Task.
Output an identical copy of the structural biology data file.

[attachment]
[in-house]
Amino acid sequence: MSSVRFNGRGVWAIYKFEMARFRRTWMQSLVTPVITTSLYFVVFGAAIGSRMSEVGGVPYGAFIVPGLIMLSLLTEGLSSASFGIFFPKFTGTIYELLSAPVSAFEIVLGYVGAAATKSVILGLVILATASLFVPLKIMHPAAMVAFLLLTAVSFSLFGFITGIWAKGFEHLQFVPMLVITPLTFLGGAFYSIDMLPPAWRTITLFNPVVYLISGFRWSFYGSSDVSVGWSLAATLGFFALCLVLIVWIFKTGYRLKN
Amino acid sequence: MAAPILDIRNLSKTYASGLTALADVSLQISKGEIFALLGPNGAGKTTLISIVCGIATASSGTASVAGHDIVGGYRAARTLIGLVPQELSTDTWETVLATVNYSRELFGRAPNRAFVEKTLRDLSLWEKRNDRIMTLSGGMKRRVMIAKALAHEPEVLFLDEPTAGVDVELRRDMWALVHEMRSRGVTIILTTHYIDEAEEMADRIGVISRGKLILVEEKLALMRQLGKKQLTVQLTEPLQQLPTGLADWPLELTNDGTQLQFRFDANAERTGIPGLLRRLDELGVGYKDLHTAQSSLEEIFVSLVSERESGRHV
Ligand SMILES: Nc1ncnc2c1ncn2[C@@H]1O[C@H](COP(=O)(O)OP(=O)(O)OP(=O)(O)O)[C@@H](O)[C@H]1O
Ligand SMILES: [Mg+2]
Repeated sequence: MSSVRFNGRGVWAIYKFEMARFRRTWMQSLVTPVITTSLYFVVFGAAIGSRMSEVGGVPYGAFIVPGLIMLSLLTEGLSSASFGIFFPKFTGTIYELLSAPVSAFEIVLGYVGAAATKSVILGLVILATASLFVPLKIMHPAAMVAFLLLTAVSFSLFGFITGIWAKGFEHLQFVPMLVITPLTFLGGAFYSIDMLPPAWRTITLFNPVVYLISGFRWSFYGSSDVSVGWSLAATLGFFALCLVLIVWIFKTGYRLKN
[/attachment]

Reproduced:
[in-house]
Amino acid sequence: MSSVRFNGRGVWAIYKFEMARFRRTWMQSLVTPVITTSLYFVVFGAAIGSRMSEVGGVPYGAFIVPGLIMLSLLTEGLSSASFGIFFPKFTGTIYELLSAPVSAFEIVLGYVGAAATKSVILGLVILATASLFVPLKIMHPAAMVAFLLLTAVSFSLFGFITGIWAKGFEHLQFVPMLVITPLTFLGGAFYSIDMLPPAWRTITLFNPVVYLISGFRWSFYGSSDVSVGWSLAATLGFFALCLVLIVWIFKTGYRLKN
Amino acid sequence: MAAPILDIRNLSKTYASGLTALADVSLQISKGEIFALLGPNGAGKTTLISIVCGIATASSGTASVAGHDIVGGYRAARTLIGLVPQELSTDTWETVLATVNYSRELFGRAPNRAFVEKTLRDLSLWEKRNDRIMTLSGGMKRRVMIAKALAHEPEVLFLDEPTAGVDVELRRDMWALVHEMRSRGVTIILTTHYIDEAEEMADRIGVISRGKLILVEEKLALMRQLGKKQLTVQLTEPLQQLPTGLADWPLELTNDGTQLQFRFDANAERTGIPGLLRRLDELGVGYKDLHTAQSSLEEIFVSLVSERESGRHV
Ligand SMILES: Nc1ncnc2c1ncn2[C@@H]1O[C@H](COP(=O)(O)OP(=O)(O)OP(=O)(O)O)[C@@H](O)[C@H]1O
Ligand SMILES: [Mg+2]
Repeated sequence: MSSVRFNGRGVWAIYKFEMARFRRTWMQSLVTPVITTSLYFVVFGAAIGSRMSEVGGVPYGAFIVPGLIMLSLLTEGLSSASFGIFFPKFTGTIYELLSAPVSAFEIVLGYVGAAATKSVILGLVILATASLFVPLKIMHPAAMVAFLLLTAVSFSLFGFITGIWAKGFEHLQFVPMLVITPLTFLGGAFYSIDMLPPAWRTITLFNPVVYLISGFRWSFYGSSDVSVGWSLAATLGFFALCLVLIVWIFKTGYRLKN